Members of the press were served a an Indonesian version of sinigang called pindang serani with salmon and a stick of sate lilit bali.

Photo by Vernise L. Tantuco/Rappler

It was off to Binondo then, where I naively thought Ivan Man Dy of Old Manila Walks would simply give the foreign press a tour.

Photo by Vernise L. Tantuco/Rappler

Instead, he gave all of us a taste of Old Manila Walks’ “Big Binondo Food Wok,” where tourists get to try all of Chinatown’s famous hole-in-the-wall restaurants and delicacies.

Photo by Vernise L. Tantuco/Rappler

Photo by Vernise L. Tantuco/Rappler

To cut the usual 3-hour tour shorter, Ivan only took us to 4 stops.

Quick Snack

QUICK SNACK. The hole-in-the-wall restaurant is a popular Chinatown haunt for locals. Photo by Vernise L. Tantuco

The first was Quick Snack along Carvajal Street, a restaurant that’s been around since 1968. At Quick Snack, we got exactly what it said on the tin: classic homey Chinese-Filipino snacks like fresh lumpia (P70), kuchay ah (P40), Indonesian tauhu (P85), and guisado (depending on what kind meat you want in yours, prices range from P120 to P140).

Photo by Vernise L. Tantuco

Photo by Vernise L. Tantuco

Photo by Vernise L. Tantuco

Photo by Vernise L. Tantuco

Sincerity Cafe and Restaurant

SINCERITY CAFE. The restaurant's bright, mismatched decor was oddly comforting. Photo by Vernise L. Tantuco

Since it first opened in 1956, Sincerity’s fried chicken has made a name for itself as a great spot for chicken in Chinatown. The restaurant’s even opened up branches in San Juan, Banawe, and Lucky Chinatown Mall.

It was getting dark by the time we reached Sincerity. But inside, its mismatched decor – bright lights, orange walls, and green garlands on the ceilings – were very inviting. Upstairs, altars were set up right beside the aircon.

Photo by Vernise L. Tantuco

The food was just as comforting. Aside from their famous fried chicken (P160, half; P200, whole), members of the press were also served kikiam (P55) and oyster omelette (small, P240; big, P300), and a glass of their wintermelon iced tea.

Photo by Vernise L. Tantuco

Photo by Vernise L. Tantuco

Photo by Vernise L. Tantuco

Photo by Vernise L. Tantuco

Dong Bei Dumplings

Photo by Vernise L. Tantuco

All the walking around Binondo hadn’t done anything to alleviate how full I was. By the time we got to Dong Bei Dumplings, knowing full well that there was more food to come, I promised myself I’d only have one piece. I ended up having 4.

Photo by Vernise L. Tantuco

These steaming hot pork dumplings with chives (P120 for 14 pcs) are all home-made and perfect with their spicy sauce. You can see the dumpling dough being cut up, rolled up, and stuffed with meat right in front of the store as you enter.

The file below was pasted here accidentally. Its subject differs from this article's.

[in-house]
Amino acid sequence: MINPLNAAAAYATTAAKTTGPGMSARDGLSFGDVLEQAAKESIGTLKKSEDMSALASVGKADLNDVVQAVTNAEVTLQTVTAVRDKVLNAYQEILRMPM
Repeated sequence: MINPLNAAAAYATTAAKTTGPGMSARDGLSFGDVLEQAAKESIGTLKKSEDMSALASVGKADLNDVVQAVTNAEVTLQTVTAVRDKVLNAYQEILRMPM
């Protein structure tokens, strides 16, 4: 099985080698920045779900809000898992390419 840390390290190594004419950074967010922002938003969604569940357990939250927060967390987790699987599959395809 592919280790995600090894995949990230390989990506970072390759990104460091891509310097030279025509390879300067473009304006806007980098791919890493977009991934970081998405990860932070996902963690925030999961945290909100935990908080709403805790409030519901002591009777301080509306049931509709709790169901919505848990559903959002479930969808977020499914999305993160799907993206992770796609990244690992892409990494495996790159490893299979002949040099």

Photo by Vernise L. Tantuco

HOMEMADE. Dong Bei dumplings are made fresh each day. Photo by Vernise L. Tantuco

Dong Bei is also known for their xiao long bao (soup dumplings). You can read more about those here

Eng Bee Tin

Photo by Vernise L. Tantuco

For dessert, Ivan took us to Eng Bee Tin, a hopia store famous for creating the ube-flavored hopia. They have many other flavors too, aside from the traditional monggo, like custard and pandan.

Eng Bee Tin is set up like a grocery store, with rows and rows of their packaged hopia wrapped in shiny aluminum.

Photo by Vernise L. Tantuco

Sarsa

Photo by Vernise L. Tantuco

Dinner (is it still called “dinner” when you’ve been eating all day?) at 8 pm was a traditional Filipino feast at Sarsa in BGC – a “boodle fight,” where rice and viands are all laid out on a banana leaf for the diners to serve themselves.

Sarsa’s boodle fight that night consisted of all their grilled sticks made of different kinds of chicken parts – isol (P185), isaw (P185), panit (P180), baticolan (P180), and atay (P180) – rice (plain, P85; garlic, P50), chicken inasal (P185), and tortang talong (P210).

Photo by Vernise L. Tantuco

Later, we were also served huge bowls of Sarsa batchoy (regular, P210; special, 285), a hot plate of sizzling kansi (P395) then piaya ice cream sandwiches (P145) for dessert.


 

Photo by Vernise L. Tantuco

Photo by Vernise L. Tantuco

Mercato Centrale

Photo by Vernise L. Tantuco

To cap off our tour, we headed to Mercato Centrale, a nighttime weekend food market in BGC that’s been around since 2010. There, our group got the biggest treat – our very own lechon (roasted pig), stuffed with truffle rice (French lechon, P9500), from Pepita’s Kitchen.

Photo by Vernise L. Tantuco

Pepita’s Kitchen’s stuffed lechon was a hit at the second WSFC in 2015 in Singapore, with people lining up for almost 2 hours to get a serving.

Photo by Vernise L. Tantuco

Of course, everyone at the tour forgot how full they were and immediately wanted a serving for themselves the moment the knife cut through the crispy lechon skin and the air was filled with the scent of truffle.



And as much as I wanted a second serving – Pepita’s lechon is definitely worth the hype – it was time for me to tap out and roll myself home.

Photo by Vernise L. Tantuco

My 15-hour food trip was just at a taste of what you can expect at the WSFC in April, though, as the conference and food festival will have way more than what I experienced on Feburary 20.

If you’re interested in hitting up the World Street Food Jamboree from April 20 to 24 head over to 25th Street corner 9th Avenue in BGC, where Mercato Centrale is. Hawkers from all over the world will be setting up stalls and serving their best street food. Food will be priced at P200 onwards.

Here’s the Jamboree schedule:

  • Wednesday to Friday, April 20 to 22 – 4 pm to 11 pm
  • Saturday, April 23 – 12 pm to 11 pm
  • Sunday, April 24 – 12 pm to 9 pm

Meanwhile, industry professionals will be speaking and holding cooking demonstrations at the WSF Dialogue from April 20 to 21. Tickets are priced at $250 and include tea breaks and lunch on both days, plus a P1200 voucher for the jamboree.

Will you be eating to your heart’s content at the WSFC 2016? Let us know in the comments below! – Rappler.com

If you don’t have the time to make individual trips to all these foodie destinations, you can still enjoy a variety of food at once from an epic buffet. The good news is that you can collect all the latest buffet deals to enjoy an extravagant meal with your friends here.

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Vernise Tantuco

Vernise Tantuco is on Rappler's Research Team, fact checking suspicious claims, wrangling data, and telling stories that need to be heard.